How To Nail The Art Of Public Speaking

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When presented a choice between a slow (but certain) death and the opportunity to speak publicly, many men would happily choose the former and fondly bid the world adieu. However, there are a few ways you can prepare to make your presentation flawless and go into it with confidence.
 
 

Calm your internal dialogue
Arguably the hardest part of preparing to present in front of a crowd is avoiding psyching yourself out before you get your chance. Being nervous often comes with the territory, as does negative self-talk which can sabotage your chances of impressing an audience. To rid yourself of an internal dialogue that actually will lead you to screw things up, prepare more and make sure you have a complete knowledge of the material you’re presenting.

Be excited about what you’re going to present
That said, being legitimately into the subject you’ll be talking about is a massive plus. It will give you the confidence to colour outside the lines of your cue cards and the freedom to engage with your audience. Your enthusiasm can even be infectious, which is especially helpful if you’re presenting on a subject that aims to inspire listeners.

Avoid the pitfalls of digital media
Now that everybody finally knows how to use the computer projector, there’s a temptation to use a PC as a crutch. Done incorrectly, this can reduce the impact of your presentation or replace the need for you to be up on a stage altogether. If you’re using PowerPoint, employ a combination of striking, full-screen images and at most three bullet points per slide. If you write out your script or step aside to play a video clip, your audience will learn to ignore you, and for good reason.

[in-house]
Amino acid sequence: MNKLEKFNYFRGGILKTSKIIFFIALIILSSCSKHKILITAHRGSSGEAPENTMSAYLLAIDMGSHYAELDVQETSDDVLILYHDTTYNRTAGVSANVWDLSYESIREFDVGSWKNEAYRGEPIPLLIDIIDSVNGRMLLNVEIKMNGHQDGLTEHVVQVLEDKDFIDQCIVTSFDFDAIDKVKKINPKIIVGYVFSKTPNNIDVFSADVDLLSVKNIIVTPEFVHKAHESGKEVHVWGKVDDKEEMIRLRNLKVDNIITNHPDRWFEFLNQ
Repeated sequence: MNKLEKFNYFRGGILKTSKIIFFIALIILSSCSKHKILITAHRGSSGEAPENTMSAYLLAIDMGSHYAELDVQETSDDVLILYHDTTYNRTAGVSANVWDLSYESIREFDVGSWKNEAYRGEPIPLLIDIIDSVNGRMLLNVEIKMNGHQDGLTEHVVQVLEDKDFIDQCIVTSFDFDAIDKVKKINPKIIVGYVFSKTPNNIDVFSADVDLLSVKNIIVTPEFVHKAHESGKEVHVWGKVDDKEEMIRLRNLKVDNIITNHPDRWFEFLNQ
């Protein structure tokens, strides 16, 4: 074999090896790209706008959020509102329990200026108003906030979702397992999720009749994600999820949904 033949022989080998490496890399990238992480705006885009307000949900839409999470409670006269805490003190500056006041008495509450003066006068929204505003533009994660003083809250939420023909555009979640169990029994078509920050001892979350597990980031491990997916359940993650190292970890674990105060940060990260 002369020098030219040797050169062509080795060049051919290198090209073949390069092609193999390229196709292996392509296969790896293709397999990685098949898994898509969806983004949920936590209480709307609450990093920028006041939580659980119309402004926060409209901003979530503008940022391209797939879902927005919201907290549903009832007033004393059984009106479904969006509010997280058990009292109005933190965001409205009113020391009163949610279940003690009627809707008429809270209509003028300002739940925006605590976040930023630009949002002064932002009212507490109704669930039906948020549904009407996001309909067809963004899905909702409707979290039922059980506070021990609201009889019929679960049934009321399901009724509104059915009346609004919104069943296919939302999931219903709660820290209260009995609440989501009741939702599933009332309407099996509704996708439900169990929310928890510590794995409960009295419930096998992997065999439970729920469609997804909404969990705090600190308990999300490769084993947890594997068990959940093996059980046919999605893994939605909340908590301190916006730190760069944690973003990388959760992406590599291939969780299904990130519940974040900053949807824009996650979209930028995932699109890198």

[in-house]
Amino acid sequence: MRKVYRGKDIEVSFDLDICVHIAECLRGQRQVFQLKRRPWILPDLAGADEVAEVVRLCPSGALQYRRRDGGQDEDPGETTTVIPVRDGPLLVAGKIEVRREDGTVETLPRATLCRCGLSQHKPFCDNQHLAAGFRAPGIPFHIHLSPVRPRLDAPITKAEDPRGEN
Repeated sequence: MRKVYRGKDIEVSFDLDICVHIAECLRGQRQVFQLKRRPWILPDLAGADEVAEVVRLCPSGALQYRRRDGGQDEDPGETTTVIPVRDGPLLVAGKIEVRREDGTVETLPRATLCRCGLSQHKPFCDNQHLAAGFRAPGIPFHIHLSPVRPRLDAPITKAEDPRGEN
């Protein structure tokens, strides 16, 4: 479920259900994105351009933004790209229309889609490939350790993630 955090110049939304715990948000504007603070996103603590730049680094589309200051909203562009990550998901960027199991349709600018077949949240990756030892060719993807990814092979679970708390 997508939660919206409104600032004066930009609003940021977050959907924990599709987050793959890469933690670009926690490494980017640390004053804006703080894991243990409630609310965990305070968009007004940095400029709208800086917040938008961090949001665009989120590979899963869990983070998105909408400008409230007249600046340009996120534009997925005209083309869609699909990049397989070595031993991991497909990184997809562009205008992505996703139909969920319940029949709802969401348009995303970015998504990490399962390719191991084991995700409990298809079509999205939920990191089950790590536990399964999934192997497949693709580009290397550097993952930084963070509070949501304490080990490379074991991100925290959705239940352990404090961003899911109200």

Stories make the best examples
Using each bullet point as a springboard for your main arguments, you have an opportunity to really connect with your audience. Briefly introduce the topic and offer up a few clinical facts and figures, but then give the audience something to relate to with a story that shows them the principle in action. You can use anecdotes from your own life, as well as famous examples and narratives from people you have talked to. Keep them simple so they’re easily processed.

Don’t overlook the power of the Q&A
After most presentations worth their salt, there’s a questions and answers section that puts you on the spot. Don’t sweat it—it can be used to your advantage. Giving short, concise answers, you can make a quick detour back to your presentation material in order to shore up some holes in your arguments or mention points you had forgotten. If you don’t know the answer to a question, however, save your reputation and credibility by admitting it, then moving on.

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